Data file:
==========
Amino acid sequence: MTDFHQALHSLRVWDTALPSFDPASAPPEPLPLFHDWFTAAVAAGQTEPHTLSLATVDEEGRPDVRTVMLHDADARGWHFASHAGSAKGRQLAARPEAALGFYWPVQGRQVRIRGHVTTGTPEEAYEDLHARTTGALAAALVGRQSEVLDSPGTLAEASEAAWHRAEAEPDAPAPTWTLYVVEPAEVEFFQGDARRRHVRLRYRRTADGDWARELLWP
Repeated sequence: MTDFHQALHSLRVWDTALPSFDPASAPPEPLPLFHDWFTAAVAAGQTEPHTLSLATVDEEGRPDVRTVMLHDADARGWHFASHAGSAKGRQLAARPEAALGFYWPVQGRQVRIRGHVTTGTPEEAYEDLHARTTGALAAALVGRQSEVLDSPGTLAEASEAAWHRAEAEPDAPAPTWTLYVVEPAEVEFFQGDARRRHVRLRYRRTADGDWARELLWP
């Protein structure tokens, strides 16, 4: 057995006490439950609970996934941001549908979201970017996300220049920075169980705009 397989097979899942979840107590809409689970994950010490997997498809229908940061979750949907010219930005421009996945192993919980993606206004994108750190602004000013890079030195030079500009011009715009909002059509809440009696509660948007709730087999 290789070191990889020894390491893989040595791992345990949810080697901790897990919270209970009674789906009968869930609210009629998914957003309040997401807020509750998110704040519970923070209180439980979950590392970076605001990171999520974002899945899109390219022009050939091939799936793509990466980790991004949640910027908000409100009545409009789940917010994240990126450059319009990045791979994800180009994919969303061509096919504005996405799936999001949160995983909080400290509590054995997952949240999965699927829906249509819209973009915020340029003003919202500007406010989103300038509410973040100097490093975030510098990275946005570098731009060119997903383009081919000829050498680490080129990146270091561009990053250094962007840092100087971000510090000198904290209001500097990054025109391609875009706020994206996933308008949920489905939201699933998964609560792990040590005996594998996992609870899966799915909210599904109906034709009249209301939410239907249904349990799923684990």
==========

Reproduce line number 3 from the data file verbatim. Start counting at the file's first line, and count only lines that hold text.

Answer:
């Protein structure tokens, strides 16, 4: 057995006490439950609970996934941001549908979201970017996300220049920075169980705009 397989097979899942979840107590809409689970994950010490997997498809229908940061979750949907010219930005421009996945192993919980993606206004994108750190602004000013890079030195030079500009011009715009909002059509809440009696509660948007709730087999 290789070191990889020894390491893989040595791992345990949810080697901790897990919270209970009674789906009968869930609210009629998914957003309040997401807020509750998110704040519970923070209180439980979950590392970076605001990171999520974002899945899109390219022009050939091939799936793509990466980790991004949640910027908000409100009545409009789940917010994240990126450059319009990045791979994800180009994919969303061509096919504005996405799936999001949160995983909080400290509590054995997952949240999965699927829906249509819209973009915020340029003003919202500007406010989103300038509410973040100097490093975030510098990275946005570098731009060119997903383009081919000829050498680490080129990146270091561009990053250094962007840092100087971000510090000198904290209001500097990054025109391609875009706020994206996933308008949920489905939201699933998964609560792990040590005996594998996992609870899966799915909210599904109906034709009249209301939410239907249904349990799923684990």